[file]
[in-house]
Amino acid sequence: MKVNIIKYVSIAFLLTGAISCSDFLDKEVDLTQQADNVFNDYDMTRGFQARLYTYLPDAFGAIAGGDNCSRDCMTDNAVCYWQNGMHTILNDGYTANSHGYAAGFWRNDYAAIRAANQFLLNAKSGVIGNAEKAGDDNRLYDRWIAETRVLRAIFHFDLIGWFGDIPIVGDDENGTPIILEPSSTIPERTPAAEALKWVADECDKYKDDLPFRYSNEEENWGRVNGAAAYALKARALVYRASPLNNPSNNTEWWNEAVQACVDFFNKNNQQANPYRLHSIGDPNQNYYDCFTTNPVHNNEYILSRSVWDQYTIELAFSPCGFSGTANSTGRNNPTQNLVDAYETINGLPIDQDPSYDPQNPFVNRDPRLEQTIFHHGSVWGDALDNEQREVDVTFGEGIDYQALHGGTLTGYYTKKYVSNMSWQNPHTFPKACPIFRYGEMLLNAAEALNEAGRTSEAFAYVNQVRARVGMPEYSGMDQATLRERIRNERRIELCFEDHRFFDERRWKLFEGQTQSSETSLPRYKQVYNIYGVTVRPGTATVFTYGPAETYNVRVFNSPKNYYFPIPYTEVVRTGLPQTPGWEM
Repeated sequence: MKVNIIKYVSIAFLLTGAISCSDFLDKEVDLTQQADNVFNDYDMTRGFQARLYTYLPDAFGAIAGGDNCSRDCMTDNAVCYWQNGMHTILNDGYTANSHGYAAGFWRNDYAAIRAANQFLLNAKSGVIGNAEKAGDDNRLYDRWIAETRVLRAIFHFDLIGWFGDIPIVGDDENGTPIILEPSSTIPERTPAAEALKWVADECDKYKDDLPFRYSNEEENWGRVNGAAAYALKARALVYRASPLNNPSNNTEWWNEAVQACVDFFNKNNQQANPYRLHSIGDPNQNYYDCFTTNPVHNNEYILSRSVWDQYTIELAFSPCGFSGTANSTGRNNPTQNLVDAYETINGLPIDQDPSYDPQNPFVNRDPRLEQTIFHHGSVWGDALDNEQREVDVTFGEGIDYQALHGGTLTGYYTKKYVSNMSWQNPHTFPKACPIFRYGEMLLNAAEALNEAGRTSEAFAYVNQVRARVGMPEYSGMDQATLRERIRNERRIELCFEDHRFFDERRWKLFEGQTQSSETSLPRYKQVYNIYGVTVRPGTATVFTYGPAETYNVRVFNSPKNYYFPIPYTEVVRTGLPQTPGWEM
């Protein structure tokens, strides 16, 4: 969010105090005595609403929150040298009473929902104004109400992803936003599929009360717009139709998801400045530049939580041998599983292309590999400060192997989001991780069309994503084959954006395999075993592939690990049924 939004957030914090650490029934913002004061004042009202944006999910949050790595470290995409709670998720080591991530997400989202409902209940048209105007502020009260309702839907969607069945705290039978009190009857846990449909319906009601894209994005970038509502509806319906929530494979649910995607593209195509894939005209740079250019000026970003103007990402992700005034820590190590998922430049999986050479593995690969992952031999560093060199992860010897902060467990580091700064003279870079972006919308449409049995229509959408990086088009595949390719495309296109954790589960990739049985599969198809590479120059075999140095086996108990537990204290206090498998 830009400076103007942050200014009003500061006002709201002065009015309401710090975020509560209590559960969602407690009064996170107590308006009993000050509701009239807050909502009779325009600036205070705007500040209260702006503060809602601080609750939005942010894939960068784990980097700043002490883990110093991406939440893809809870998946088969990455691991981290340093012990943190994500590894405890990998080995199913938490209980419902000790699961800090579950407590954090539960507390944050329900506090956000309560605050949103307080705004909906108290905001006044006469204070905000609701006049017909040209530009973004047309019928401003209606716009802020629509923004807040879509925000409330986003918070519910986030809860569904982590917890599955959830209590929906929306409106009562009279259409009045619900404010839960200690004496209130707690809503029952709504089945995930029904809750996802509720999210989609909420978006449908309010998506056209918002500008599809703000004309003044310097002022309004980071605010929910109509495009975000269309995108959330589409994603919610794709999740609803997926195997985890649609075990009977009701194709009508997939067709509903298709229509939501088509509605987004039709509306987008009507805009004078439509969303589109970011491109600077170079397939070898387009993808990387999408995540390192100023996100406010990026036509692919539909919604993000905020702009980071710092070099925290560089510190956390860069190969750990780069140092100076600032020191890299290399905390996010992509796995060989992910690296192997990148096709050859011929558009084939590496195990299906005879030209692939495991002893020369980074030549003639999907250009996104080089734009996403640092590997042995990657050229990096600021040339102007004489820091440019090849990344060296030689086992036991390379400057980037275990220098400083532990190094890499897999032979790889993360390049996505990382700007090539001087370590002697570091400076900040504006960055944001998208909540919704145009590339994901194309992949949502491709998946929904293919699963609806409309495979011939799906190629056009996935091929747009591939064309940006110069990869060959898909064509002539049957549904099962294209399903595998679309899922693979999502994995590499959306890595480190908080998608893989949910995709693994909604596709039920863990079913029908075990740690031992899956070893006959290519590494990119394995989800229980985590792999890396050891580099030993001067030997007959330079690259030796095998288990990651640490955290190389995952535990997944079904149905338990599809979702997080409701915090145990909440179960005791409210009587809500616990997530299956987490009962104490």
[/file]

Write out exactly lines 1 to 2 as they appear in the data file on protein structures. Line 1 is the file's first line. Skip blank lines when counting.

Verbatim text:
[in-house]
Amino acid sequence: MKVNIIKYVSIAFLLTGAISCSDFLDKEVDLTQQADNVFNDYDMTRGFQARLYTYLPDAFGAIAGGDNCSRDCMTDNAVCYWQNGMHTILNDGYTANSHGYAAGFWRNDYAAIRAANQFLLNAKSGVIGNAEKAGDDNRLYDRWIAETRVLRAIFHFDLIGWFGDIPIVGDDENGTPIILEPSSTIPERTPAAEALKWVADECDKYKDDLPFRYSNEEENWGRVNGAAAYALKARALVYRASPLNNPSNNTEWWNEAVQACVDFFNKNNQQANPYRLHSIGDPNQNYYDCFTTNPVHNNEYILSRSVWDQYTIELAFSPCGFSGTANSTGRNNPTQNLVDAYETINGLPIDQDPSYDPQNPFVNRDPRLEQTIFHHGSVWGDALDNEQREVDVTFGEGIDYQALHGGTLTGYYTKKYVSNMSWQNPHTFPKACPIFRYGEMLLNAAEALNEAGRTSEAFAYVNQVRARVGMPEYSGMDQATLRERIRNERRIELCFEDHRFFDERRWKLFEGQTQSSETSLPRYKQVYNIYGVTVRPGTATVFTYGPAETYNVRVFNSPKNYYFPIPYTEVVRTGLPQTPGWEM